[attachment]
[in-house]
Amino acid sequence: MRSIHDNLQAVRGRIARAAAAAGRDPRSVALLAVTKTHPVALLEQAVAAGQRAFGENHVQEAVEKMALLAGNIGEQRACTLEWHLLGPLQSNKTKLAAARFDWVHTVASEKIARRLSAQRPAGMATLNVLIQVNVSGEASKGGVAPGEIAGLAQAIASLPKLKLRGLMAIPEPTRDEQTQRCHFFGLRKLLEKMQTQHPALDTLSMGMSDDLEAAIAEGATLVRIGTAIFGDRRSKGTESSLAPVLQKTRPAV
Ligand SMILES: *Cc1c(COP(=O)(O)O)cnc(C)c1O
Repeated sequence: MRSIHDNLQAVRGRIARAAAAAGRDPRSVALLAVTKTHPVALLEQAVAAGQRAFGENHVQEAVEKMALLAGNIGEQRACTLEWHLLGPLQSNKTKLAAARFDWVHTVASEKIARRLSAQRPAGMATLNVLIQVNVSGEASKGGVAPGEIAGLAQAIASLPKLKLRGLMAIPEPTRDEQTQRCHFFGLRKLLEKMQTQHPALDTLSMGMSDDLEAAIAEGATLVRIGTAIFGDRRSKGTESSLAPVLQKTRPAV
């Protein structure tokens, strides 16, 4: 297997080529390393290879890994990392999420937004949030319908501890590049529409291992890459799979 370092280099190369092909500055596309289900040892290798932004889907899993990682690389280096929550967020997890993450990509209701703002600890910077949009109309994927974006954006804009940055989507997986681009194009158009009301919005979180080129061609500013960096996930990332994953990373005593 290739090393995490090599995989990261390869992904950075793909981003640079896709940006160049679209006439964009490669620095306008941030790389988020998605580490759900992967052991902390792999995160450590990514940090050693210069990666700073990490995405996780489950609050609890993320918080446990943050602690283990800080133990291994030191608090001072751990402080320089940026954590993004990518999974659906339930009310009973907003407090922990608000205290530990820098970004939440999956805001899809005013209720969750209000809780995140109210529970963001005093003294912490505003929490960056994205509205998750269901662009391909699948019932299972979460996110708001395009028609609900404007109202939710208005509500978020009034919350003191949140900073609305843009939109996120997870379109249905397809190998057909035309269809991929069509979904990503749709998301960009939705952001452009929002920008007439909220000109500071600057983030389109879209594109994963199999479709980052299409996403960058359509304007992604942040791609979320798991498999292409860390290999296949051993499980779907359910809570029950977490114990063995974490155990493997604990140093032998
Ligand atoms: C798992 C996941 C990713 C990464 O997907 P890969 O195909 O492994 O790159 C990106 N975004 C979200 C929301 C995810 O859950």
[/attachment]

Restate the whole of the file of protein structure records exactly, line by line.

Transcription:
[in-house]
Amino acid sequence: MRSIHDNLQAVRGRIARAAAAAGRDPRSVALLAVTKTHPVALLEQAVAAGQRAFGENHVQEAVEKMALLAGNIGEQRACTLEWHLLGPLQSNKTKLAAARFDWVHTVASEKIARRLSAQRPAGMATLNVLIQVNVSGEASKGGVAPGEIAGLAQAIASLPKLKLRGLMAIPEPTRDEQTQRCHFFGLRKLLEKMQTQHPALDTLSMGMSDDLEAAIAEGATLVRIGTAIFGDRRSKGTESSLAPVLQKTRPAV
Ligand SMILES: *Cc1c(COP(=O)(O)O)cnc(C)c1O
Repeated sequence: MRSIHDNLQAVRGRIARAAAAAGRDPRSVALLAVTKTHPVALLEQAVAAGQRAFGENHVQEAVEKMALLAGNIGEQRACTLEWHLLGPLQSNKTKLAAARFDWVHTVASEKIARRLSAQRPAGMATLNVLIQVNVSGEASKGGVAPGEIAGLAQAIASLPKLKLRGLMAIPEPTRDEQTQRCHFFGLRKLLEKMQTQHPALDTLSMGMSDDLEAAIAEGATLVRIGTAIFGDRRSKGTESSLAPVLQKTRPAV
């Protein structure tokens, strides 16, 4: 297997080529390393290879890994990392999420937004949030319908501890590049529409291992890459799979 370092280099190369092909500055596309289900040892290798932004889907899993990682690389280096929550967020997890993450990509209701703002600890910077949009109309994927974006954006804009940055989507997986681009194009158009009301919005979180080129061609500013960096996930990332994953990373005593 290739090393995490090599995989990261390869992904950075793909981003640079896709940006160049679209006439964009490669620095306008941030790389988020998605580490759900992967052991902390792999995160450590990514940090050693210069990666700073990490995405996780489950609050609890993320918080446990943050602690283990800080133990291994030191608090001072751990402080320089940026954590993004990518999974659906339930009310009973907003407090922990608000205290530990820098970004939440999956805001899809005013209720969750209000809780995140109210529970963001005093003294912490505003929490960056994205509205998750269901662009391909699948019932299972979460996110708001395009028609609900404007109202939710208005509500978020009034919350003191949140900073609305843009939109996120997870379109249905397809190998057909035309269809991929069509979904990503749709998301960009939705952001452009929002920008007439909220000109500071600057983030389109879209594109994963199999479709980052299409996403960058359509304007992604942040791609979320798991498999292409860390290999296949051993499980779907359910809570029950977490114990063995974490155990493997604990140093032998
Ligand atoms: C798992 C996941 C990713 C990464 O997907 P890969 O195909 O492994 O790159 C990106 N975004 C979200 C929301 C995810 O859950």